Weird and wacky Colheitas

Would you drink this?

from the beginning of the last century

we don't know how old this is...

What if I told you it was a port wine? More specifically a colheita who’s age was unknown? Even after double decanting it was still looking murky but we went for it anyway.

I always get confused about port classifications but I after spending an evening drinking with the fellows from The Port Forum, I’m pretty clear on what a colheita is. For the record, colheita is a tawny port that is made from a single vintage. Tawny port is red wine (from various vintages) that is aged in wooden barrels  and then bottled as opposed to vintage port which is aged in bottle. The Colheita carries two dates, the date of the vintage and the date it is bottled, which is often seperated by decades….And that ends the educational portion of today’s lesson.

found at a house auction

My good friend Oscar Quevedo was in town to sell his ports and he invited me to join him and a group of Port aficionados for a night of wierd and wacky Colheitas. The premise of these get togethers is to bring in your favourite ports to share. Since Oscar was in town, they decided to do something a bit different, hence the Colheitas. I later found out that colheita is not one of their favourites but that didn’t stop them. We jumped around the decades, 1994, 1965,1968, 1975, 1934, 1950, even the fabled 1977 (which sadly was corked!) and the one pictured at the very beginning. It was pretty cool to have the opportunity to drink wines that were older then almost anyone I know. I found many of them to have espresso coffee bean, maple syrup and of course nutty flavours and aromas.

Oscar did have one trick up his sleeve, producing a moscatel that was 50- 60 years old. It had the experts fooled. Despite it’s age, it was light and grapey with lovely elderflower notes and marzipan fighting it out for dominance. Oscar had found it in his grandfather’s cellar and brought it just for us. What I loved was the wonderful balance that this and all the other wines had. Perfect combination of acidity and fruit, none were flabby, even the “ageless” one.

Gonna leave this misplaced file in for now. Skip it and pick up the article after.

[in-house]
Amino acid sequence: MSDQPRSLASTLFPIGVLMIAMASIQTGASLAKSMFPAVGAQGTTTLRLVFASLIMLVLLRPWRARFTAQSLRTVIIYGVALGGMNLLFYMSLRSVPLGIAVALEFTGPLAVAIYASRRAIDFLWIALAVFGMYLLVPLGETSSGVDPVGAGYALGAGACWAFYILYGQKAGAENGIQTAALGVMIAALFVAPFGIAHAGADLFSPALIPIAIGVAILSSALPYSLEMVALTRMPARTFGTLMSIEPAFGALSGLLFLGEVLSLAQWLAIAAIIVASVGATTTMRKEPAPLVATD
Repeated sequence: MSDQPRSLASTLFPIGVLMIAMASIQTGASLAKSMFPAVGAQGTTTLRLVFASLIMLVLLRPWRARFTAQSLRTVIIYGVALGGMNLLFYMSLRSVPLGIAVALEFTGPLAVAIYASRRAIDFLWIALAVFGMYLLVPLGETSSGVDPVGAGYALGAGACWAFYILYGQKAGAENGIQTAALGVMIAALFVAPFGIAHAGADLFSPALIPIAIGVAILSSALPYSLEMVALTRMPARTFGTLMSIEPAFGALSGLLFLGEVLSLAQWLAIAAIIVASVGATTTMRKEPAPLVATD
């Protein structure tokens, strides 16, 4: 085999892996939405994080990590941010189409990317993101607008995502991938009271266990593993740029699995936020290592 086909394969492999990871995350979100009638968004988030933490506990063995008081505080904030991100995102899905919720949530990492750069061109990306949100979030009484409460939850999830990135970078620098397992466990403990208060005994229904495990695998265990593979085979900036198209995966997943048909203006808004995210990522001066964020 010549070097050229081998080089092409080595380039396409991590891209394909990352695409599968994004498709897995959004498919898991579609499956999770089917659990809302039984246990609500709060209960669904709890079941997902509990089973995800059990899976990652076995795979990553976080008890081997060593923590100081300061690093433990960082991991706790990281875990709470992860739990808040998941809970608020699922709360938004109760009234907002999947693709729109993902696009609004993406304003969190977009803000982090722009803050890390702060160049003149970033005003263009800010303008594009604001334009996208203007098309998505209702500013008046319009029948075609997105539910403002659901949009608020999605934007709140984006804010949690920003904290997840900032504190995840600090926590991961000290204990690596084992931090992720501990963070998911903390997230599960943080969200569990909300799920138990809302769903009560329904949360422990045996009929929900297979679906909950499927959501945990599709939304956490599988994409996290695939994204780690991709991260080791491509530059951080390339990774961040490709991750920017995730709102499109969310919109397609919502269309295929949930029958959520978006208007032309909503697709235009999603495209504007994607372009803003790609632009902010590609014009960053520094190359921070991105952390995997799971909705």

That colheita pictured at the beginning was drinkable, a bit hammy and salty and really wouldn’t want to drink a lot of it but we could still get some nutty sweet notes off it. For me it was a whole new experience and as a sweet wine lover, I really enjoyed those colheitas. The port guys, however, not so happy but I’ll leave them to their vintage port, at least til the next tasting….

moscatel in the middle


  1. zoharwine /

    Hi Denise,

    Must admit there is a challenging aesthetic visual aspect to this decanter, to put it mildly. Did you try to pass it through a muslin cloth?

    Anyway i love Colheita’s and think they are seriously underrated which makes them great value for money. So please lets keep it as a secret.

    • Hi Gal! You know what they say, what doesn’t kill you makes you stronger! They actually put this wine thru muslin cloth TWICE! I can only imagine what it was like before they decanted it. I like colheitas too so I wholeheartedly agree with your suggestion to keep it a secret. 😉

  2. You are brave, Sleuth! I am not sure I would have been game for something so sluicey looking!

    We met Oscar at the ’09 Wine Blogger Conference. His port is yummy! THanks for sharing!

    • I have to admit, this was one of the last colheitas we tried so there was probably a bit of “Dutch courage” going on there! Oscar is a lovely fellow and his still table wines are also very good. We’re hoping to start stocking both is ports and his wine in the market soon. Thanks for popping by! 🙂

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